Look at the light.

In the middle of this teaching, Jesus switches metaphors. Because though he just said the Son didn’t come into the world to judge it, Jn 3.17 eventually there’s gonna be judgment. And this is what this judgment will be based upon.

John 3.19-21 KWL
19 “This is the judgment: The light’s come into the world.
Yet people love the dark more than the light, for their actions are evil.
20 Every evildoer hates the light, and won’t come to the light lest their actions come into question.
21 Truth-doers come to the light, so he might reveal their actions had been done in God.”

Like the bronze snake, people react to Jesus with either trust or unbelief, faith or faithlessness.

But our belief isn’t based on whether we find Jesus’s claims to be plausible or not. It’s not about doubts. Everybody doubts. I know; plenty of Christians claim they totally don’t, and they’re totally lying. ’Cause if we absolutely trusted Jesus, we’d stop sinning altogether. But we don’t, so we don’t.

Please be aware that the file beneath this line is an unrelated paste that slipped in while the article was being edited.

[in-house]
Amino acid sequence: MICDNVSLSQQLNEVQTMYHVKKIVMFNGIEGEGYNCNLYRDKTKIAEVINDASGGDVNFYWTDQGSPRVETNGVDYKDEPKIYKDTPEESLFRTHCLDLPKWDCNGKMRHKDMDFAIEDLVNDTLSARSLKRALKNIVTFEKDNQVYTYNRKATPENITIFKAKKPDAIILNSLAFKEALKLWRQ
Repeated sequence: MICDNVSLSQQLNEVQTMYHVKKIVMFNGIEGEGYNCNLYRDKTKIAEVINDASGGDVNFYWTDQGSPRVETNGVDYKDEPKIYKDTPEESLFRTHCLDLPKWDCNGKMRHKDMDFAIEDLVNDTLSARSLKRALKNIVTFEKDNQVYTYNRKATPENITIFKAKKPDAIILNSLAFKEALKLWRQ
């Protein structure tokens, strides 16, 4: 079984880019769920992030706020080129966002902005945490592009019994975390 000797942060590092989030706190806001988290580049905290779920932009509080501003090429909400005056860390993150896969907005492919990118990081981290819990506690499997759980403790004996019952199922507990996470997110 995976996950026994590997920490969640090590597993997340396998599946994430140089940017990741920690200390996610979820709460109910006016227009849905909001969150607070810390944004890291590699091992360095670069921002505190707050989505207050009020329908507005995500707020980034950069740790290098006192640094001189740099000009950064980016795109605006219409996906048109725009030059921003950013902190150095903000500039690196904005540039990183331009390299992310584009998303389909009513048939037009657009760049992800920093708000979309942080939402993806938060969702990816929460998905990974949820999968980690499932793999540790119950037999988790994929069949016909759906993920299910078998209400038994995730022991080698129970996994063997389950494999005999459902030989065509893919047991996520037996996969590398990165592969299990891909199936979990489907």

Our belief isn’t even based on understanding. There are loads of people who figure we’d trust him more if we understood him better, but that’s a stupid excuse. We don’t hold anything else to such a crazy standard: We don’t investigate the companies who produce our foods, we don’t try to learn every detail about how computers work before we use ’em; we don’t even analyze our politicians so closely. Understanding doesn’t lead to faith. It’s the other way round: Faith makes us wanna understand. (But not always. Plenty of lazy people will figure they don’t need to understand, ’cause they have faith. Hence our politicians.)

In reality, the reason we put our faith in Jesus—or don’t—is because he’s the light of the world. Jn 1.9, 8.12, 9.5 And some of us really hate light.